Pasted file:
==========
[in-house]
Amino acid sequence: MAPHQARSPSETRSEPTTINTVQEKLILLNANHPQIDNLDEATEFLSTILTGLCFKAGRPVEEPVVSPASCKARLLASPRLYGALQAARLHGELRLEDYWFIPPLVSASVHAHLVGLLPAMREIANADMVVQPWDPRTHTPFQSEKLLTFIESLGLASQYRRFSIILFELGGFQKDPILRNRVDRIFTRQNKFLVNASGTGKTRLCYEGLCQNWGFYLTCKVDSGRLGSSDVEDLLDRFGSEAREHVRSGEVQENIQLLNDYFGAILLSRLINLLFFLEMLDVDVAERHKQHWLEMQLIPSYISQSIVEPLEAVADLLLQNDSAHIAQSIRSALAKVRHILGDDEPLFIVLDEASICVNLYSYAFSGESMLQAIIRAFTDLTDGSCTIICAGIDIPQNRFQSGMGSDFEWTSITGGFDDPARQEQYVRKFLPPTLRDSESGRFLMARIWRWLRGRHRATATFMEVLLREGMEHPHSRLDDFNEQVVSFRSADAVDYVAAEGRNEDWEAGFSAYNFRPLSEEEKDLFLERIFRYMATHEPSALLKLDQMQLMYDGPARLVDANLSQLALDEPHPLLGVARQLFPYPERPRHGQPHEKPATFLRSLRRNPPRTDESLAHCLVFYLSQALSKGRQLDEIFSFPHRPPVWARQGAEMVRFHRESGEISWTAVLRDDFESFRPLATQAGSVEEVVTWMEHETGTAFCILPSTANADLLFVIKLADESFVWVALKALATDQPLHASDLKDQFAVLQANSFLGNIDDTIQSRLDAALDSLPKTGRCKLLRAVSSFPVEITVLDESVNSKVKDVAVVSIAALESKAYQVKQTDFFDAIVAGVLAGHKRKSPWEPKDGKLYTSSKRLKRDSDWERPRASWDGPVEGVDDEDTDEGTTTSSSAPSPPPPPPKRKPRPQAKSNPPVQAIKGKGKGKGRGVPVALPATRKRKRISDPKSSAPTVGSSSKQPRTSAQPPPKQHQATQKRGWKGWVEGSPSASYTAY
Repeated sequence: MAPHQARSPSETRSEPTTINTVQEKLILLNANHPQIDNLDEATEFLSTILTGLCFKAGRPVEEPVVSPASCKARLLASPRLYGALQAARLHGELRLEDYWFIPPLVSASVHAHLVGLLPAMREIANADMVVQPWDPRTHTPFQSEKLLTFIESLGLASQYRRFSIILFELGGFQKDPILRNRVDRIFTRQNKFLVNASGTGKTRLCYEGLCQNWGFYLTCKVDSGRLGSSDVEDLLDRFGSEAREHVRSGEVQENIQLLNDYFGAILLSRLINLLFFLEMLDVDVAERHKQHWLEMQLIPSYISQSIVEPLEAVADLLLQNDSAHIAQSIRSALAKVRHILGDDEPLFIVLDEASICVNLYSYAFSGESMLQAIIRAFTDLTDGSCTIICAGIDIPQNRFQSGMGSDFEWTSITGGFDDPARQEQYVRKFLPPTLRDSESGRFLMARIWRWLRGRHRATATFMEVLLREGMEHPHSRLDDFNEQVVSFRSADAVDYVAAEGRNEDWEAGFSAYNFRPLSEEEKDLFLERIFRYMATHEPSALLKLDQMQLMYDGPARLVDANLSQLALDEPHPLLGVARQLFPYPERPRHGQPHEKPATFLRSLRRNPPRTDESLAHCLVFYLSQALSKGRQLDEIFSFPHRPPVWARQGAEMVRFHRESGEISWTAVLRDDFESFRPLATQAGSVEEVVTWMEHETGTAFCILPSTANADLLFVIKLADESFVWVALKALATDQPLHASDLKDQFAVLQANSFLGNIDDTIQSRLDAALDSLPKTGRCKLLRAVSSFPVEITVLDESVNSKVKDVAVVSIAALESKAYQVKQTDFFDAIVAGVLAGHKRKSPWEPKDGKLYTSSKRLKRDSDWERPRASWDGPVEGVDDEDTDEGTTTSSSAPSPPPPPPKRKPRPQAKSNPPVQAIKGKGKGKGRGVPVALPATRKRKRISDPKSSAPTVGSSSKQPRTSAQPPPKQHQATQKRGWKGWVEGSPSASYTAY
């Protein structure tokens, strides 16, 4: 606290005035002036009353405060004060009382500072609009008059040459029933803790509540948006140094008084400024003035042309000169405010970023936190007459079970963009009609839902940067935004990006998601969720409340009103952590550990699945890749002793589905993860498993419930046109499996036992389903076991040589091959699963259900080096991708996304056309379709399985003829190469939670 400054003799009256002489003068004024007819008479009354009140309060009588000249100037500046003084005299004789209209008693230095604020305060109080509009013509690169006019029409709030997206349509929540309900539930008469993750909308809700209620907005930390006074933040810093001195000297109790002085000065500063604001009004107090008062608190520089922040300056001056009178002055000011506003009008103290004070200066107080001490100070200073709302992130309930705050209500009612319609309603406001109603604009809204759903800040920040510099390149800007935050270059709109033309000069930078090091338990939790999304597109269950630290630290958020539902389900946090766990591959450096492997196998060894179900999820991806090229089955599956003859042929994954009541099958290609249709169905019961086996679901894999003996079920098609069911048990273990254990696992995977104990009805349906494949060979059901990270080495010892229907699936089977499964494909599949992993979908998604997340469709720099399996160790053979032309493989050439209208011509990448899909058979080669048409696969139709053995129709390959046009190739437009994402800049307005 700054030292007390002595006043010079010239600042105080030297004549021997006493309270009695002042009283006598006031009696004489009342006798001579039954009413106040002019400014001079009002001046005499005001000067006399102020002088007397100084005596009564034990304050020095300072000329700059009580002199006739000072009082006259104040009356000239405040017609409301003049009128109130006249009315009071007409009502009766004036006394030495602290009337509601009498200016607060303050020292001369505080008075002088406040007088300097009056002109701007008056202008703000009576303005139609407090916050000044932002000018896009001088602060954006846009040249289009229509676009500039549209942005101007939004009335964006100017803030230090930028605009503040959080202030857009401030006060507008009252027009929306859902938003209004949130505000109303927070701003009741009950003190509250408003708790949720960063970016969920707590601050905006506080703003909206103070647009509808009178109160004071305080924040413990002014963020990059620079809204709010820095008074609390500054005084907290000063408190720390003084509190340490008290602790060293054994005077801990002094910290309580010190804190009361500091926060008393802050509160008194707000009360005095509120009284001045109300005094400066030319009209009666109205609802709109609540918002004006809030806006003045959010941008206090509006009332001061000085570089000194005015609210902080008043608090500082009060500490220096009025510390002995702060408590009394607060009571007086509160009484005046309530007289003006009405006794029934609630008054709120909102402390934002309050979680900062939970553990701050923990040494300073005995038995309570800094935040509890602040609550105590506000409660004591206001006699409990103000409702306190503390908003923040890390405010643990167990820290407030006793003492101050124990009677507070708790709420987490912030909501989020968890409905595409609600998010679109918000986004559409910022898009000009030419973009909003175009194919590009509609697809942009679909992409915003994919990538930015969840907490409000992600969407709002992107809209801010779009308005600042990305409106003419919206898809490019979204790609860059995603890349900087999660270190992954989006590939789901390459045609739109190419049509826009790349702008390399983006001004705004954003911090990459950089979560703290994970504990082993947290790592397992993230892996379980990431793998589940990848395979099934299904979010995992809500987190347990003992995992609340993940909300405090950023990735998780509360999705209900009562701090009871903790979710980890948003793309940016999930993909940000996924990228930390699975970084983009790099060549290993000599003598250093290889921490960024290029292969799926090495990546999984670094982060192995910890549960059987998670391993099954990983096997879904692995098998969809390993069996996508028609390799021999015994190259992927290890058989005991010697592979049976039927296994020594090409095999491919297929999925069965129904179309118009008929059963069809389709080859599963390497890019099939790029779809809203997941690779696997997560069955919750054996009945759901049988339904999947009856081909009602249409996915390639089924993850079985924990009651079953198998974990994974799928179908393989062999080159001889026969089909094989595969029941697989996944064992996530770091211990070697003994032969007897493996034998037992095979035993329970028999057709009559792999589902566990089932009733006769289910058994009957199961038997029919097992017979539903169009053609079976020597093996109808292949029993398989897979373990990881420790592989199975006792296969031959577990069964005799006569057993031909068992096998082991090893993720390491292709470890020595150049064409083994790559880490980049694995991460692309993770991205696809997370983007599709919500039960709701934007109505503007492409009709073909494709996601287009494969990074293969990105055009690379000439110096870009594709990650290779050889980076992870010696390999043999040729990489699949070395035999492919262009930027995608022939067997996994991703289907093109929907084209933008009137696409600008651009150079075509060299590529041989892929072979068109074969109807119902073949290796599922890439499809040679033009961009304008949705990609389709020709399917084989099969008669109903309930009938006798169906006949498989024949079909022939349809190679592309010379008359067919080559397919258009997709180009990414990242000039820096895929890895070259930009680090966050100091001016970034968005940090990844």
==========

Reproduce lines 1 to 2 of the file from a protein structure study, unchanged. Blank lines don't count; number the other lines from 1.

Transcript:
[in-house]
Amino acid sequence: MAPHQARSPSETRSEPTTINTVQEKLILLNANHPQIDNLDEATEFLSTILTGLCFKAGRPVEEPVVSPASCKARLLASPRLYGALQAARLHGELRLEDYWFIPPLVSASVHAHLVGLLPAMREIANADMVVQPWDPRTHTPFQSEKLLTFIESLGLASQYRRFSIILFELGGFQKDPILRNRVDRIFTRQNKFLVNASGTGKTRLCYEGLCQNWGFYLTCKVDSGRLGSSDVEDLLDRFGSEAREHVRSGEVQENIQLLNDYFGAILLSRLINLLFFLEMLDVDVAERHKQHWLEMQLIPSYISQSIVEPLEAVADLLLQNDSAHIAQSIRSALAKVRHILGDDEPLFIVLDEASICVNLYSYAFSGESMLQAIIRAFTDLTDGSCTIICAGIDIPQNRFQSGMGSDFEWTSITGGFDDPARQEQYVRKFLPPTLRDSESGRFLMARIWRWLRGRHRATATFMEVLLREGMEHPHSRLDDFNEQVVSFRSADAVDYVAAEGRNEDWEAGFSAYNFRPLSEEEKDLFLERIFRYMATHEPSALLKLDQMQLMYDGPARLVDANLSQLALDEPHPLLGVARQLFPYPERPRHGQPHEKPATFLRSLRRNPPRTDESLAHCLVFYLSQALSKGRQLDEIFSFPHRPPVWARQGAEMVRFHRESGEISWTAVLRDDFESFRPLATQAGSVEEVVTWMEHETGTAFCILPSTANADLLFVIKLADESFVWVALKALATDQPLHASDLKDQFAVLQANSFLGNIDDTIQSRLDAALDSLPKTGRCKLLRAVSSFPVEITVLDESVNSKVKDVAVVSIAALESKAYQVKQTDFFDAIVAGVLAGHKRKSPWEPKDGKLYTSSKRLKRDSDWERPRASWDGPVEGVDDEDTDEGTTTSSSAPSPPPPPPKRKPRPQAKSNPPVQAIKGKGKGKGRGVPVALPATRKRKRISDPKSSAPTVGSSSKQPRTSAQPPPKQHQATQKRGWKGWVEGSPSASYTAY